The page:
What a pleasure it was to sit down and talk with two gentlemen for NewsNite that airs this Friday. Their impact on the lives of our school children is extraordinary since they are the superintendents of two of the state’s eight large, urban school districts – David James with Akron Public Schools and Adrian Allison with Canton City Schools.
It was just about a month ago that Adrian Allison became an historic choice as superintendent of Canton City Schools. Nearly 64 years after his grandfather became the district’s first black employee, Mr. Allison came back to his home town and to the Canton City Schools last May. Due to the unforeseen and untimely death of his friend, district Superintendent Chris Smith, this past November, Mr. Allison is now the district’s youngest superintendent ever, its first black superintendent and the first with an unprecedented five-year contract.
David James has been superintendent of APS since August 2008, after coming to the district some 21 years ago. Mr. James has been the driving force of the state’s fifth-largest school district through his oversight of the district’s building plan even before becoming superintendent. He has also been responsible for belt-tightening measures in the past few years that have seen millions of dollars in cuts as far from the students as possible and he spearheaded the successful passage of APS’ new 7.9 mills levy last fall.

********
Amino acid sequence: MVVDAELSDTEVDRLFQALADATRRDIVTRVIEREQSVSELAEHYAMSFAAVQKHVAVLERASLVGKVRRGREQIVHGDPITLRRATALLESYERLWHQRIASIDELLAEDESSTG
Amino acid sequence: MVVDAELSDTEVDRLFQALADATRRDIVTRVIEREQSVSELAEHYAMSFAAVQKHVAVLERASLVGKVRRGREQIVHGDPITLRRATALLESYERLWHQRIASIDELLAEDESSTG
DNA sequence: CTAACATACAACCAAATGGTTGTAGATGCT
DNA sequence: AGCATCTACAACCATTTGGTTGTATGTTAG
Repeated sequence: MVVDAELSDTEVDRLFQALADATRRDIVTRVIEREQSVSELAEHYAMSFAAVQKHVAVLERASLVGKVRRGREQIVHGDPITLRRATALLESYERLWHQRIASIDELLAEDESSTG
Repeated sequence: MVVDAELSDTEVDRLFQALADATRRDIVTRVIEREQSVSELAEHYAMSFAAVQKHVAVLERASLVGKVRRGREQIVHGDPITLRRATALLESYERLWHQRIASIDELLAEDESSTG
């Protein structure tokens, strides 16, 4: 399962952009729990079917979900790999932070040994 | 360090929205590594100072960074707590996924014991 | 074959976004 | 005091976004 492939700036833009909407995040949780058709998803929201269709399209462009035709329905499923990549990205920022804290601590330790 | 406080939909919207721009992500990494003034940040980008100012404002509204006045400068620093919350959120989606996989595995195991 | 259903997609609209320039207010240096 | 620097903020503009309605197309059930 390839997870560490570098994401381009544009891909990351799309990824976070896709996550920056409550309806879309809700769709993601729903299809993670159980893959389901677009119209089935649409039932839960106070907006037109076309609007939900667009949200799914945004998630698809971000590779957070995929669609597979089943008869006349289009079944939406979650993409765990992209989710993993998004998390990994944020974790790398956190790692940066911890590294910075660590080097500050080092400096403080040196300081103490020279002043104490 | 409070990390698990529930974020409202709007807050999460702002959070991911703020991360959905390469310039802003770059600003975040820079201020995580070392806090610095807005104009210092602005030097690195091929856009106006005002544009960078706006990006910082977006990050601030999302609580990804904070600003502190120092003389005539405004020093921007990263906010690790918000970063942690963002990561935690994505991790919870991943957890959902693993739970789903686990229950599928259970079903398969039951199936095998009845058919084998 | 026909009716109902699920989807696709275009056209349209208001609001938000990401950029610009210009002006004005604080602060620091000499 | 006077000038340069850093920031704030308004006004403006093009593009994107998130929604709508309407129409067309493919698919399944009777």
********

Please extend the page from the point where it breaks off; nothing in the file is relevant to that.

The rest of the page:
With each of them, we talked about finances and funding public school education, and they shared their perceptions of Gov. John Kasich’s recently unveiled school funding/education plans. They addressed the myriad challenges facing urban districts – from unfunded mandates, like the third-grade reading guarantee, to the exponential growth of charter schools and voucher programs – neither of which yet face the kind of accountability measures expected of public schools.
We spoke with them separately for the program, but I was struck by the similarities in the two … neither is trained as a classroom teacher; both are committed to the jobs they now hold; and both are soft-spoken, yet passionate in their own ways about education and the business of preparing today’s students for career and work.
I hope you’ll join us for a most insightful discussion with two very effective school leaders.